from a fiscal point of view… If we could get RPCVs from 10 different
states to sign a letter to that House Committee and we cc'd the letter to
the corresponding Senate Committee and each of the RPCVs' Senators and
Congressmen, then the letter would be in the hands of a sizable number of
our elected representatives. Whether or not that would reach the
critical mass needed for action remains to be seen.
- It is bad enough to get the
letters from DOL that feel threatening, but to get one like this from
Peace Corps made me mad. Isn't anyone looking out for *our*
interests? I think what the OIG is looking to do is reasonable, but
given how one sided this whole struggle seems, I feel very frustrated that
this 'investigation' seems to be equally one sided. I find it
insulting given how many of us have had to deal with all of DOL's nonsense
that they didn't say they were looking into if the system were working
well for us, like you mentioned.
- I put all the medical bills on
my credit card, as they had told me to do saying they would pay them all,
and then they refused to pay them or if they paid them it was at a 1/4 of
the cost… Of course I will forever have lung and sinus issues
because I wasn't treated properly for 8 months. PC kept saying
it was a psych issue, not a physical illness and if I could figure out why
I was unhappy I would get better. In the end it took over two
months of heavy-duty antibiotics to make me better, but I will forever
have issues because of PC incompetence. Keep fighting.
- I offered to pay one
neurologist out-of-pocket, but he wouldn't take me as a patient even then
because workman's compensation is involved;…. I've lived off my savings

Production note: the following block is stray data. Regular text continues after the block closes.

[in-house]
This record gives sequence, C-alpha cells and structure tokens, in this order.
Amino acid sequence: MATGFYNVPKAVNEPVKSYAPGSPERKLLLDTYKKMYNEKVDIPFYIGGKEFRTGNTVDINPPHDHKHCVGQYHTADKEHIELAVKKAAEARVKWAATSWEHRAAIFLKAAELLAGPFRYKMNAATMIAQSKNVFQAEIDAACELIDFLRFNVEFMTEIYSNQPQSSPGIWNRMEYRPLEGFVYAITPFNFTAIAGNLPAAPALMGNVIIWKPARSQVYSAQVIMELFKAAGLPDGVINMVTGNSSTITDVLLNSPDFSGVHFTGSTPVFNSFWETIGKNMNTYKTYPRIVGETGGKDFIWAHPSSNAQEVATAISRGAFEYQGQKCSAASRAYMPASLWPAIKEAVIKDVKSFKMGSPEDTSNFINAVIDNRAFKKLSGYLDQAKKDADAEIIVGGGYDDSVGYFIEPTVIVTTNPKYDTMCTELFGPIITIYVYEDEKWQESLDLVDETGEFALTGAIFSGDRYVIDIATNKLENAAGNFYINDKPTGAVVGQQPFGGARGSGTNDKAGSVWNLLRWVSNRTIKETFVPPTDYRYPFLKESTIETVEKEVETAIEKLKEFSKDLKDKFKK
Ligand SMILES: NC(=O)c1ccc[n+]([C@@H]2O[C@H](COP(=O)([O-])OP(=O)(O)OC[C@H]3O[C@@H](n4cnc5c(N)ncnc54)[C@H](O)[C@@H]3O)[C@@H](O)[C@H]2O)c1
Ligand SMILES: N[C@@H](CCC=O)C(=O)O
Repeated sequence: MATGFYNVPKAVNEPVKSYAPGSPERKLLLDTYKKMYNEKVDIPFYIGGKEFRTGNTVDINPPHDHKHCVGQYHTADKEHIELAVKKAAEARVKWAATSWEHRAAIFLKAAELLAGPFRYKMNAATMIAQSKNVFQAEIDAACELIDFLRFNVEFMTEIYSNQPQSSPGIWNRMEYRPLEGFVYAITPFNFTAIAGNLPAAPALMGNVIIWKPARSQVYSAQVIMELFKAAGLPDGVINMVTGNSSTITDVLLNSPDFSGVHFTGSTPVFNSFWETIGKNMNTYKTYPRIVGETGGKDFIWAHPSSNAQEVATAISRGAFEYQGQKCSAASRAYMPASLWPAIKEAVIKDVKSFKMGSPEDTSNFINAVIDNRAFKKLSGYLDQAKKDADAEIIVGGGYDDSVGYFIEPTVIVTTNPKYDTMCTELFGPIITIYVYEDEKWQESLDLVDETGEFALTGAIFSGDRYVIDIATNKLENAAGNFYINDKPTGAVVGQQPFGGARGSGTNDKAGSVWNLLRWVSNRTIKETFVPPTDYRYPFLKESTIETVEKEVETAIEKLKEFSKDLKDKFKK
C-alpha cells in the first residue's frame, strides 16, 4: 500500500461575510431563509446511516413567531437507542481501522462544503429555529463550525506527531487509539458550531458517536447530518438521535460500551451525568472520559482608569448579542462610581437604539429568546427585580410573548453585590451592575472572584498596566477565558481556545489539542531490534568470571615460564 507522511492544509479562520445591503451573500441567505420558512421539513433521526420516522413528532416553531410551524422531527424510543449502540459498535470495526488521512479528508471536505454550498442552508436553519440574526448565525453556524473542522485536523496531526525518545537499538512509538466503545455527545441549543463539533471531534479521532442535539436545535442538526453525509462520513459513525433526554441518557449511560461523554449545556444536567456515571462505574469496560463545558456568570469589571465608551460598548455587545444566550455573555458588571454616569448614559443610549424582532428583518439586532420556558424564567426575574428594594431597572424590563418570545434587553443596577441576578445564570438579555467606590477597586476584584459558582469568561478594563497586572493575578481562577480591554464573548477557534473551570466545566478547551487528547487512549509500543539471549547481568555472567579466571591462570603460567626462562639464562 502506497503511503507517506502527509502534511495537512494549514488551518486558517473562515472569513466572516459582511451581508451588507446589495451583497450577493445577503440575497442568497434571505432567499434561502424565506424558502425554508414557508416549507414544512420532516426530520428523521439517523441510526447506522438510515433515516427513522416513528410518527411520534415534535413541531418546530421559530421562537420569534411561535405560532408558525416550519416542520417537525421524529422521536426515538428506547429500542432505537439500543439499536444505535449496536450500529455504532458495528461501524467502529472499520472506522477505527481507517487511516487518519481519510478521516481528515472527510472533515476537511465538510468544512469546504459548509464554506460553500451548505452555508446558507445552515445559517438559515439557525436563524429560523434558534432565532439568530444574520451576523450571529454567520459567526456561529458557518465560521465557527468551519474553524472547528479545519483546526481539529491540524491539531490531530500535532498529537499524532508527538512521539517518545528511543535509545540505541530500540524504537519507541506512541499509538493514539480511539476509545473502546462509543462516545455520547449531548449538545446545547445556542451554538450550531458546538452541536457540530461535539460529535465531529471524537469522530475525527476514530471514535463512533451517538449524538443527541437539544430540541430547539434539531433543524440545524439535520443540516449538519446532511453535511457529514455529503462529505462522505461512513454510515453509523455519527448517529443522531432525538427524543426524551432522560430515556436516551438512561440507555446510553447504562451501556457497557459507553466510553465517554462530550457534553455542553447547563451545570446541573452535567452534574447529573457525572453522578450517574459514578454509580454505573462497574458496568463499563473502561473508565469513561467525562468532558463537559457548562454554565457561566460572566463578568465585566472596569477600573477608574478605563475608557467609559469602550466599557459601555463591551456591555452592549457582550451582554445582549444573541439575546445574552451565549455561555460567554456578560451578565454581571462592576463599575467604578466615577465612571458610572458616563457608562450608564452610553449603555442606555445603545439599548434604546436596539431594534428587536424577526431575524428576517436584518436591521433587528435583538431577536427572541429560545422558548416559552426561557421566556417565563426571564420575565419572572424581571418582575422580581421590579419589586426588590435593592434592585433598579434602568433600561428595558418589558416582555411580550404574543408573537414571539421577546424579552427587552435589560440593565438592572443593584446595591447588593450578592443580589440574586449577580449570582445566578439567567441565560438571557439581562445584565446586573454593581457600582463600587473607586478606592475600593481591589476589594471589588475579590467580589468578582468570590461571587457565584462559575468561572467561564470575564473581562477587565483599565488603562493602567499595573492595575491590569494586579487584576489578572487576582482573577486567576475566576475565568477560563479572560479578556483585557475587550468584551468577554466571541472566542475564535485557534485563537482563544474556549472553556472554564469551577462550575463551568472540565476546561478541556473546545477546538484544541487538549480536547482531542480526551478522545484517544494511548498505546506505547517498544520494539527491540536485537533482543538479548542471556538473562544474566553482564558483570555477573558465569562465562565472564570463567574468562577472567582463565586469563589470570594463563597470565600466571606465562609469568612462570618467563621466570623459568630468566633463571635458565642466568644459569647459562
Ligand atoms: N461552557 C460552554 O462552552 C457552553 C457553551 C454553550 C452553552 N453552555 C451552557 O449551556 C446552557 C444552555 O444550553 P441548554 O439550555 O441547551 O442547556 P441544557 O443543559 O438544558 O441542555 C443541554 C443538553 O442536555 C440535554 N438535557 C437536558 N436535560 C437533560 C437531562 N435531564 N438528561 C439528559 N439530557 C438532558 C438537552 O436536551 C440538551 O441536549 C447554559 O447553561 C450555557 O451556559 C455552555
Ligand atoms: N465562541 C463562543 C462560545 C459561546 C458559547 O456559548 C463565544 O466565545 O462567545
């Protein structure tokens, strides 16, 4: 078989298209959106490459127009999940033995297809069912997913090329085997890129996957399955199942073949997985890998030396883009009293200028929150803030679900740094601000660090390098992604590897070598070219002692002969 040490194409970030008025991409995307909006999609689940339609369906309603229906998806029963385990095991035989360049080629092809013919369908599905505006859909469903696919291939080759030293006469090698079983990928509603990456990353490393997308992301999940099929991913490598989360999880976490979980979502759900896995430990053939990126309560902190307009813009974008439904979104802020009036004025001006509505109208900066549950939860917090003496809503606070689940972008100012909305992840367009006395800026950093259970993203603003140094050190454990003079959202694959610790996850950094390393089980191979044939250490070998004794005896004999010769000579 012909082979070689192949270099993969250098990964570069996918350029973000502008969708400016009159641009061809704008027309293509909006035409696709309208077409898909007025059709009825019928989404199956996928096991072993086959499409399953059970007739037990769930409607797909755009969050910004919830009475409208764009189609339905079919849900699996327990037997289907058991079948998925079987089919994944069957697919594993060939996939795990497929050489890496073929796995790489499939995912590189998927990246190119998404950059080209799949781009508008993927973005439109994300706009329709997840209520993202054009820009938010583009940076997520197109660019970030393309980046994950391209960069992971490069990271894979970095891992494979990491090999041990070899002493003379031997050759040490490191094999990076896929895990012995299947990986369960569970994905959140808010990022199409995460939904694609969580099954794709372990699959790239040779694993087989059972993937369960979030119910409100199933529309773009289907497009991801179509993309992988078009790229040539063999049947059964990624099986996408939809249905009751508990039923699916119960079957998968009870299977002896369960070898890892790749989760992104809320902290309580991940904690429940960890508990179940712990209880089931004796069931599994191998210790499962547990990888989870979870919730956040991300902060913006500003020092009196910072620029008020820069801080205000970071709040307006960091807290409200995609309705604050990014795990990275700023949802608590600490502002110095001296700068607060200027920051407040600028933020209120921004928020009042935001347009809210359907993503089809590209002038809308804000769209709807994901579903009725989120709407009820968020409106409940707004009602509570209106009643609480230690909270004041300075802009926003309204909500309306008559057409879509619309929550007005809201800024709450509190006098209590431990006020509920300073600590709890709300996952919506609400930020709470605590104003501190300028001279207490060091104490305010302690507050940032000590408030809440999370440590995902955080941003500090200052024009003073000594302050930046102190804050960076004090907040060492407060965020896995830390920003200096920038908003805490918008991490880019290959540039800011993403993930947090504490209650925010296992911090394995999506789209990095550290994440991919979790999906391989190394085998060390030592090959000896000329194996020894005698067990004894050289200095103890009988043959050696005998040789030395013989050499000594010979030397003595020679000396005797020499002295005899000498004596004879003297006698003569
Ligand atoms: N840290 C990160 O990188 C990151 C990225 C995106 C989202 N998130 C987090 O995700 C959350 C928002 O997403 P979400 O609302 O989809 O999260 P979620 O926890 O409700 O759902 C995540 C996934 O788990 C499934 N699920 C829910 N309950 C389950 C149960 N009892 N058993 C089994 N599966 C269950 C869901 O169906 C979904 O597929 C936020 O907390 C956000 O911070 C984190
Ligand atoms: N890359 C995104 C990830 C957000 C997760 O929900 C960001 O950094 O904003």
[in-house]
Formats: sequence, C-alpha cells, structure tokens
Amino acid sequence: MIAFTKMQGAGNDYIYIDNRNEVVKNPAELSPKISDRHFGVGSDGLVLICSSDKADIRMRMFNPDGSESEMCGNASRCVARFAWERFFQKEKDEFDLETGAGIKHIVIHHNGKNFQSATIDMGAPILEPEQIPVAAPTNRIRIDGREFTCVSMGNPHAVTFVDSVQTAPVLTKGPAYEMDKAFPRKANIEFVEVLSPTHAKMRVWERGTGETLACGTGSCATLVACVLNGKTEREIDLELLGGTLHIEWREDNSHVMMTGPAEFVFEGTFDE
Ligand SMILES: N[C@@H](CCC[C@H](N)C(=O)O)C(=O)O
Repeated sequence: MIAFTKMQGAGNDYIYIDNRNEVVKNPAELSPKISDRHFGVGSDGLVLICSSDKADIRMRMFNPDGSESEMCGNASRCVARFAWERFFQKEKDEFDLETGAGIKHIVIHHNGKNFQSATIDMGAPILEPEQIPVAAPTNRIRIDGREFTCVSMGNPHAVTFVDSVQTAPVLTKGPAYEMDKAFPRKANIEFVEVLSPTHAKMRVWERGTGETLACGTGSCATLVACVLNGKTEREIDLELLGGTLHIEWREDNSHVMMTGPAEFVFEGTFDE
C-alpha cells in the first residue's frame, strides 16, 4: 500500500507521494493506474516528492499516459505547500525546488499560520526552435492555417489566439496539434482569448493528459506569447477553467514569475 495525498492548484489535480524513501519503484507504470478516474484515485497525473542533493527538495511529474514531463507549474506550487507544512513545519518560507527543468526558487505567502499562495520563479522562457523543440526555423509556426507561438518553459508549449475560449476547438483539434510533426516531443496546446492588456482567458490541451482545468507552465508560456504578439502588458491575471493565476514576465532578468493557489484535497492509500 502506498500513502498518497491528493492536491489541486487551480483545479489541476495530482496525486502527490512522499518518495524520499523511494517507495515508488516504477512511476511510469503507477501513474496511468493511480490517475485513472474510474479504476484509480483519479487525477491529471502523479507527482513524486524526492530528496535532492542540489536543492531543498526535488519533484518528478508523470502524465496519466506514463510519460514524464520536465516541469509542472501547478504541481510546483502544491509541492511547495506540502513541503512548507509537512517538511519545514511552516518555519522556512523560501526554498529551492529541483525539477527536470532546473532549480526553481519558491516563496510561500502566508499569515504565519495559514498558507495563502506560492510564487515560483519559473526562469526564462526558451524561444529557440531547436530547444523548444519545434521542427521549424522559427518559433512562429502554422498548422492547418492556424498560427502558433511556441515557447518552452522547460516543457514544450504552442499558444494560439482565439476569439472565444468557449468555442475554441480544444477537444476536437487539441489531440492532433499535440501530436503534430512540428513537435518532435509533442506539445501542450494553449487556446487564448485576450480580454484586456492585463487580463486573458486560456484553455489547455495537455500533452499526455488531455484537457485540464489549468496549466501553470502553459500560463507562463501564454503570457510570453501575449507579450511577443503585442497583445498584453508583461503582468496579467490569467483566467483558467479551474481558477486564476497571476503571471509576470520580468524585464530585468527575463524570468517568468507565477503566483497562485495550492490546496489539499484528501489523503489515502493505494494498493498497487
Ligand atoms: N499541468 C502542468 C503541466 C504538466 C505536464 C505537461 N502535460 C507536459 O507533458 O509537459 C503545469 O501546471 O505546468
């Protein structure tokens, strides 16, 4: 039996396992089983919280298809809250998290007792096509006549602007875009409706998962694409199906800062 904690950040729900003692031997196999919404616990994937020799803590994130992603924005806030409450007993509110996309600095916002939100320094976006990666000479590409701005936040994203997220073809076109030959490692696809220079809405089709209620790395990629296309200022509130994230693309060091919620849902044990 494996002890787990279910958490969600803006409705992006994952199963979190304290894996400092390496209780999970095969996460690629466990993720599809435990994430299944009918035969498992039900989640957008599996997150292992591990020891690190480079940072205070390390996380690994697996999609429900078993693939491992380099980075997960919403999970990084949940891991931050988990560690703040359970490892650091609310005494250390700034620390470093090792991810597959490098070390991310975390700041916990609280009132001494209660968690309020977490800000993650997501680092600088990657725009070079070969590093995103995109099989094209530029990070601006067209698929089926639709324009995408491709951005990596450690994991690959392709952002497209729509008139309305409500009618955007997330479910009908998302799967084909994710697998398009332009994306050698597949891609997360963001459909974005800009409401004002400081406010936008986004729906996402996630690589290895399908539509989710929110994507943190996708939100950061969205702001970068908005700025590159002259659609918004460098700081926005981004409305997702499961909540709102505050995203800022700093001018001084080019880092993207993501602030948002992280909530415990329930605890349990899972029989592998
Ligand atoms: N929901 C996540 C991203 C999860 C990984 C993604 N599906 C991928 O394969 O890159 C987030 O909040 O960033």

the past year, so my funds are essentially depleted… I continue to pay for
my CorpsCare health insurance, but they won't pay any claims per the Peace
Corps condition because it started during service...
- Make sure you keep going to the
doctor. PC likes to pull the "you were fine and didn't see anyone for
a week, if it was that bad then you would have seen someone." I heard
that so many times. Cause then they turn to, "you were fine for that
week, so this illness must have happened in the states and that is not our
issue, you are on your own." Please, please keep seeing someone and
have doctors document everything! It is your only way out... Also ASAP get
your PCMO's records. It is really interesting reading those, half my stuff
was never documented, but there was enough there to help my case. It is a
really long road, but it does end. You just have to be strong and plow
through it. I broke a huge glass window one day after fighting with PC for
hours and hours on the phone. At the end of the phone call I threw the
phone and it went through the window to the street. Yes, it will be
frustrating, but you are more important than any of this.
- I was very happy to find your
email this morning in my inbox. Wow! You mean there are others in my situation
(I sort of figured that).
- If others are in this situation
and need to hear my story to help their cause, please I will do whatever I
can to make changes! PC needs an overhaul and I am going to make it
my life's mission to see that happens! Best of luck to everyone!
What was it about the Peace Corps? About Ethiopia,
that has meant so much in our lives?
The answer is, I believe, that once a long time ago,
when we were young and believed we could make a difference,
we flew to the horn of Africa and touched this world firsthand,
touched it where it burns,
and we have never healed.